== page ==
Liked by 1 person

    1. Thank you for reading and commenting, Sonia! And thank you for your interest in Telling Sonny. If you click on the cover image in in the sidebar, it will take you to Amazon, where you can purchase on Kindle or in print.

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  14. Congratulations!!! Well, from my literary analysis days–fiction writers are allowed to take “reality” and create with it–interpreting underlying truths about society/the human condition that readers may come to understand. So, yes–it’s all fair game to some extent:)

    Liked by 1 person

  15. Resonating! I read it through a couple of times.

    “I think it’s this one,” says Jason. He stopped the truck and killed the engine. Then he got out of the truck–but I stayed right where I was, while he fished in his pocket, pulled out a key, and unlocked the door. I was already starting to sweat from the AC being off.” – this was a poignant moment to me. Stopped the truck and killed the engine – do we come to a point in our life where we stop and never go further, to join the ranks of those who are living and not.

    Are Andre and Jason lazy or have they found an odd contentment that we don’t understand.

    The block names didn’t bother me at all. In fact it sort of added to the story itself for me. Lives are full of “blocks” and bus rides whose names and window views are so similar that we blur their names. Which was it again…

    The fire and the earlier leaving, both are a chance at a fresh start, new man, new place, new day…yet she seems the same, smokey and without hope.

    Fantastic story Liz!! 😊

    Liked by 1 person

    1. Thank you so much for your thoughtful commentary, Suzanne! It means the world to me that you thought so deeply about the story. I particularly appreciated this comment: “Lives are full of “blocks” and bus rides whose names and window views are so similar that we blur their names.” So true.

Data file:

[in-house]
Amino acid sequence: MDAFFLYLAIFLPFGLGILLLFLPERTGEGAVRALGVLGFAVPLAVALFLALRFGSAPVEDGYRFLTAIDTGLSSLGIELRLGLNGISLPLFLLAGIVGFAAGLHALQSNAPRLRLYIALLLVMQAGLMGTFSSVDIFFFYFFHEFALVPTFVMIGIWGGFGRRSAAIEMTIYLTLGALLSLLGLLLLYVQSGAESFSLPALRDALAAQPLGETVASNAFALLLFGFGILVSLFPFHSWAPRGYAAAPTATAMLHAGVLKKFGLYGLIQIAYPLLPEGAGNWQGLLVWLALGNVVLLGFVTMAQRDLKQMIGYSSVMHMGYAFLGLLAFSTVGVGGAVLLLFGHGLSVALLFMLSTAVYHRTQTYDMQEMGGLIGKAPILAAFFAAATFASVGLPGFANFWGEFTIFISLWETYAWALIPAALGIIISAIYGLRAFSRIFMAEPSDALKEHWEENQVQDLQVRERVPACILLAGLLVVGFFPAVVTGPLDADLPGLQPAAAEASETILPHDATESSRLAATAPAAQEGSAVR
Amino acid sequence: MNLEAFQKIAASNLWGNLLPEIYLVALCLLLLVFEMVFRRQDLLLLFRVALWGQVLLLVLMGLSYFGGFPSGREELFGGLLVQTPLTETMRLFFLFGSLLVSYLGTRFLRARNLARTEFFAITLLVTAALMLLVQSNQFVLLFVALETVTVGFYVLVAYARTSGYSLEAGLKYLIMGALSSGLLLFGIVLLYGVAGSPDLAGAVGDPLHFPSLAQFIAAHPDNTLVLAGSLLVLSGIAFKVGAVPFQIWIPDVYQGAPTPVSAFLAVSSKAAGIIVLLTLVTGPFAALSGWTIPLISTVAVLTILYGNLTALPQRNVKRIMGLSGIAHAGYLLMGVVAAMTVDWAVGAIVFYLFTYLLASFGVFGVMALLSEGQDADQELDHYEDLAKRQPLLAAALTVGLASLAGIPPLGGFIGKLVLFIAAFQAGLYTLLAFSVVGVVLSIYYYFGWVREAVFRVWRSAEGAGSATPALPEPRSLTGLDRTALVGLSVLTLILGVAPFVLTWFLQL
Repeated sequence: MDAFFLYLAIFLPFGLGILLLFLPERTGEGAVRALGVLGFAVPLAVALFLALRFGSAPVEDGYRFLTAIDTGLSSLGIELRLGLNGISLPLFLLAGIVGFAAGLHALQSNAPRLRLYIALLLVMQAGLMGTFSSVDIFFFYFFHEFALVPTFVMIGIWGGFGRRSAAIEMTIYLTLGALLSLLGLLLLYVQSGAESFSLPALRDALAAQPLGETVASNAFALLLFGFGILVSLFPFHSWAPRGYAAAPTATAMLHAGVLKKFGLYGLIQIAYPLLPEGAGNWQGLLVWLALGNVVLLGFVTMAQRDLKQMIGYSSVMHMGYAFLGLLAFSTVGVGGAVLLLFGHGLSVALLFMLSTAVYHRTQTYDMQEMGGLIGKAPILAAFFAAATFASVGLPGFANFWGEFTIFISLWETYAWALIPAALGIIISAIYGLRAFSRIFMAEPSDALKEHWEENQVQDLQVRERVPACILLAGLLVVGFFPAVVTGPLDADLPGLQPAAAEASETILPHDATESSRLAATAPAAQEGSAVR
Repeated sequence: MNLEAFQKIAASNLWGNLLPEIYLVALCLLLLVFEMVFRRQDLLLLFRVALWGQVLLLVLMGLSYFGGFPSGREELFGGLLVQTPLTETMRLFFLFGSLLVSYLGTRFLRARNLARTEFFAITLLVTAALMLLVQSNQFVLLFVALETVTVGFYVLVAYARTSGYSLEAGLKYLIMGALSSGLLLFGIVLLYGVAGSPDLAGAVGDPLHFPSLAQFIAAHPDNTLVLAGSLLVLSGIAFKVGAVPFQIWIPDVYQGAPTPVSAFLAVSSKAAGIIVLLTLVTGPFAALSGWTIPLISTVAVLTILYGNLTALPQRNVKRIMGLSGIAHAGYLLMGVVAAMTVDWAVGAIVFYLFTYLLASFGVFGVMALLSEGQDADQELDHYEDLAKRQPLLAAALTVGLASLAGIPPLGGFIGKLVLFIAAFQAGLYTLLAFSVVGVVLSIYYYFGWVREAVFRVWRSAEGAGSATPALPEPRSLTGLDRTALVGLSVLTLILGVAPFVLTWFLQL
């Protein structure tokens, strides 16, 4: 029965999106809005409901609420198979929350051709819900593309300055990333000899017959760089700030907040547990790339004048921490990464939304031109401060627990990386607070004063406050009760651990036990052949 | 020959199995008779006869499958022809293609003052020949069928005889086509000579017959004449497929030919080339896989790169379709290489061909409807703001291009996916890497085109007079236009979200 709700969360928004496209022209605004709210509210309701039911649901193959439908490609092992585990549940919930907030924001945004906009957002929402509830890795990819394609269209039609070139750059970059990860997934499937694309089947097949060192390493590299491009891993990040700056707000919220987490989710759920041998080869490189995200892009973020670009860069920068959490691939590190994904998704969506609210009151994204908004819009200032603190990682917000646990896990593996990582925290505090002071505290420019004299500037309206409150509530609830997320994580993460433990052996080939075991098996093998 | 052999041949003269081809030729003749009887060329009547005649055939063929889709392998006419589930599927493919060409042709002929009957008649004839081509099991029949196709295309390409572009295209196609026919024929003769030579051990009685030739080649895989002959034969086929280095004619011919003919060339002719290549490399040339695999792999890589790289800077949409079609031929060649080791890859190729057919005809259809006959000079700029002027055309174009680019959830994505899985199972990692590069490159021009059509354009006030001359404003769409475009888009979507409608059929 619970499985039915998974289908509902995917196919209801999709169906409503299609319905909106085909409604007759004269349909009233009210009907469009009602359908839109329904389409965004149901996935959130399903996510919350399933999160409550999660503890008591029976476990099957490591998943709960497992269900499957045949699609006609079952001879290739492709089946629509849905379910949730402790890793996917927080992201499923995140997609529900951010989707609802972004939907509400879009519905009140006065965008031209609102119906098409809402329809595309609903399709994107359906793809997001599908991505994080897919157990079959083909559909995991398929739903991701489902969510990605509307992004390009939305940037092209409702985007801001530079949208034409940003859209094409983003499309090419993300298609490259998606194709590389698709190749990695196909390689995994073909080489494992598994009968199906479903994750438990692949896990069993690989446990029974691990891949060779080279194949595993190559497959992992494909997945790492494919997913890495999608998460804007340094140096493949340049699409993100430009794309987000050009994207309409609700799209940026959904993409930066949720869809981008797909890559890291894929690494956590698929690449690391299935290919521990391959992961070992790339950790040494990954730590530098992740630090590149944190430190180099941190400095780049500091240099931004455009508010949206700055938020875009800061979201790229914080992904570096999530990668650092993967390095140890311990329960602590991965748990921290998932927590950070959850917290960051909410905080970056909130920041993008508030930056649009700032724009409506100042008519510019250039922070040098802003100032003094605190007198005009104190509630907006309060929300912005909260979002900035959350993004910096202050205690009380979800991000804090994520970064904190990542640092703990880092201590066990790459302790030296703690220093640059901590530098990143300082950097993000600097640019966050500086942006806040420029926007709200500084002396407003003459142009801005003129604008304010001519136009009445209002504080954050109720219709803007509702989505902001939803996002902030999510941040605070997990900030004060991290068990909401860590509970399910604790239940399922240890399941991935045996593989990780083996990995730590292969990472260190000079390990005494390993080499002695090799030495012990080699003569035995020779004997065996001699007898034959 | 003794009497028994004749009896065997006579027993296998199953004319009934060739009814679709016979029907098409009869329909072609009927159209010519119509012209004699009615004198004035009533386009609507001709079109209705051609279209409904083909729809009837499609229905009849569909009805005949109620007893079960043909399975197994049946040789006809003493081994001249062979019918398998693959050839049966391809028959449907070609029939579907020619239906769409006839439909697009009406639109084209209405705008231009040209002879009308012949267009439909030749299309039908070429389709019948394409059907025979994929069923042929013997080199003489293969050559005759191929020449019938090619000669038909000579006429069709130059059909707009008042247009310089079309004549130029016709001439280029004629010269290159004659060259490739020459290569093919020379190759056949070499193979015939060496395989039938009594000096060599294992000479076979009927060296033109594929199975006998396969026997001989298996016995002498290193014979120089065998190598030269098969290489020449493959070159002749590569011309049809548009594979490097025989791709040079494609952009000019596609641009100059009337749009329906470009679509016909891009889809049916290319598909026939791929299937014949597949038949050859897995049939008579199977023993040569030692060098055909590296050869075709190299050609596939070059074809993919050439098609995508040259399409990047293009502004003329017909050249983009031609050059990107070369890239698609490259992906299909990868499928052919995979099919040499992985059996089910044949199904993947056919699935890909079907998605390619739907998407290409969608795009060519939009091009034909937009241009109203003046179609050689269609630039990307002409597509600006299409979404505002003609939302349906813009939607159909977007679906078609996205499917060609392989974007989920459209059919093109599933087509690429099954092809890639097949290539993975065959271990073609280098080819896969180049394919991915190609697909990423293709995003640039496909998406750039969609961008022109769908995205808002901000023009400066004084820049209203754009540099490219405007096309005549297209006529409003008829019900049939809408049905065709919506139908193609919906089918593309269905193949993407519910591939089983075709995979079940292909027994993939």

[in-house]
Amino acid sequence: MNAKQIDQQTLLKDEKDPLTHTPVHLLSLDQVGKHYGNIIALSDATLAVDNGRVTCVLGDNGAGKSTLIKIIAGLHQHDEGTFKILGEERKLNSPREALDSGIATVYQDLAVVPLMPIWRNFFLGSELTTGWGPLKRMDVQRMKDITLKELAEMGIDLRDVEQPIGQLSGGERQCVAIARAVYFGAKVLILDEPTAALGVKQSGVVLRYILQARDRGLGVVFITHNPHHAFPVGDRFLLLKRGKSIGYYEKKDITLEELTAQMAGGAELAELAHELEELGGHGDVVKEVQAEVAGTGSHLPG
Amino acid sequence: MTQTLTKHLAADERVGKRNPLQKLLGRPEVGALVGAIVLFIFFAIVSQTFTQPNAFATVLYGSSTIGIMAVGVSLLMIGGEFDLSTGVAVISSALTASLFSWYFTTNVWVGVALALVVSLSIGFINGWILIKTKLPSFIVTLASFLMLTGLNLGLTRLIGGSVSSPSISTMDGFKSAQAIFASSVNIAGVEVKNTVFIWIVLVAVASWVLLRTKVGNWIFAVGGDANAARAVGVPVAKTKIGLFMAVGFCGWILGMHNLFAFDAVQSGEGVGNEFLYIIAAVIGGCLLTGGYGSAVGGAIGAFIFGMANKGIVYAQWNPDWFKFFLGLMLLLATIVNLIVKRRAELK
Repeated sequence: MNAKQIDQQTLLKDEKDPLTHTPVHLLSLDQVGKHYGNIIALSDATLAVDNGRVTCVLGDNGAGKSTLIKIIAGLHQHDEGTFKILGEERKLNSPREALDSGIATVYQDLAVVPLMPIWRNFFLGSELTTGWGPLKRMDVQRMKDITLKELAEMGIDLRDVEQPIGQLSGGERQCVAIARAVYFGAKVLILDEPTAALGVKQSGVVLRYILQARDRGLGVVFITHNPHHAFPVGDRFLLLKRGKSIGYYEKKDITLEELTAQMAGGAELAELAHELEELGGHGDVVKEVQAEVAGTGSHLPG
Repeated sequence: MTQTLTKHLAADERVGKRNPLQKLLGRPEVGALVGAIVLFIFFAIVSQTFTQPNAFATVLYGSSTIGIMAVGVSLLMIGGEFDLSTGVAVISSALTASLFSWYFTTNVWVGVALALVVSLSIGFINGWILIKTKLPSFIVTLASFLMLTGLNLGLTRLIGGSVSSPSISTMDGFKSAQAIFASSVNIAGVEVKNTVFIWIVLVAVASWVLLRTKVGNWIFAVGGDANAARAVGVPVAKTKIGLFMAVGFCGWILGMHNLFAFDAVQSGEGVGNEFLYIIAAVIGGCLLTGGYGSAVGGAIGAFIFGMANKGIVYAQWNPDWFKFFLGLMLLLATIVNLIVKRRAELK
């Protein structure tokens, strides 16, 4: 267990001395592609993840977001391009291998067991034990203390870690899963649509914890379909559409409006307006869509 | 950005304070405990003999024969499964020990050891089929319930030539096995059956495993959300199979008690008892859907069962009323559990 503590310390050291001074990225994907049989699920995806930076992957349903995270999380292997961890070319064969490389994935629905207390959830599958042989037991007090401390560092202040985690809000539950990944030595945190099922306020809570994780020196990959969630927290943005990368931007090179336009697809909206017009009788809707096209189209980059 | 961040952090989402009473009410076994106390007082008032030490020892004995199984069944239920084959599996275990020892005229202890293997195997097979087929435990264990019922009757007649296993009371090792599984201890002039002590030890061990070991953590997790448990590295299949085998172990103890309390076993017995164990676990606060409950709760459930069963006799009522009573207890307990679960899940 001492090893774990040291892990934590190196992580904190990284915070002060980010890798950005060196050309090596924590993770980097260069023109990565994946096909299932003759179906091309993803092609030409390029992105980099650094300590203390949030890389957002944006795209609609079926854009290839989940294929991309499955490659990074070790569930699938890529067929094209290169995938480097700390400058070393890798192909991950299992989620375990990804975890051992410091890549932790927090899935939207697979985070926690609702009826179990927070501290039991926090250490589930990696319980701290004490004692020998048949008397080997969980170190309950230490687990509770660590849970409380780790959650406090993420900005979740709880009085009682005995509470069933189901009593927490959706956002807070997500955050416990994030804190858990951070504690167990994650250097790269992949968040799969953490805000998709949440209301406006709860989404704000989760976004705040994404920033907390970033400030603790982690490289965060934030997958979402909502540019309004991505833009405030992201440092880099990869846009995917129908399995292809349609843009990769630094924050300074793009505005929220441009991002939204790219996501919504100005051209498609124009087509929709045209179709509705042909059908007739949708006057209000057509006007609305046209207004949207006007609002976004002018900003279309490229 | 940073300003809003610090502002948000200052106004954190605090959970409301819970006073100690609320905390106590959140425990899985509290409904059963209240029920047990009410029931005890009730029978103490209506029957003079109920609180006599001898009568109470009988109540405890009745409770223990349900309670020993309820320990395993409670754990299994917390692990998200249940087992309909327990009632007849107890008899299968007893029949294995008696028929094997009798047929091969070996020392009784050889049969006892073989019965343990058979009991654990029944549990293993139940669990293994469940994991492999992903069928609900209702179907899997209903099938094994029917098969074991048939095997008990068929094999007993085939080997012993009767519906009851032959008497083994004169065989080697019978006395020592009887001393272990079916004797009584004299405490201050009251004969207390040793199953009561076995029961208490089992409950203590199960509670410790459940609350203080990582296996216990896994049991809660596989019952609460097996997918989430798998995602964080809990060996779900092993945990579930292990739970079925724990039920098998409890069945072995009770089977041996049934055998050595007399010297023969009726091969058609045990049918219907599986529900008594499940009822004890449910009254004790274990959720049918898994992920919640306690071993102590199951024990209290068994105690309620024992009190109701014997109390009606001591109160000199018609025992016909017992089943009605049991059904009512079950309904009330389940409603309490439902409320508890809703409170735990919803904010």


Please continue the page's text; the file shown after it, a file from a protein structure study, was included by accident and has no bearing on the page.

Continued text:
Liked by 1 person

      1. I think u did! But an operation later & I’d forgotten, please remind anytime of anything 😊We lived in (at the time) a seniors’ 1800s house divided into beautiful apts on College St & it was next door to a grand old house part of, I think, Champlain College, or one of the other colleges there (other than UVM). I’ll have to check Google maps, lol 😊

        Liked by 1 person

  16. I’m fond of alliteration also, so my vote is to keep Billado in the title! I suppose a comment in an afterword could set the record straight, along with other asides not incorporated into your story. Then you can have your cake/title and eat/tell-the-truth too!

    Liked by 1 person

  17. Great question! I tend to be one of those picky picky readers who notices the “that’s not right” in stories. It’s usually not about a place, but about something specific in which I have some knowledge (camping in the snow, for example).Once I made that writerly mistake of getting the details wrong and was called out on it! Now I’m more careful to either research something to death or skip the details that might show my ignorance. I’m from Vermont and honestly wouldn’t know one block from the other in Enosburg Falls. So I’m sure your safe from scrutiny by everyone but your old neighbors. 🙂

    Liked by 1 person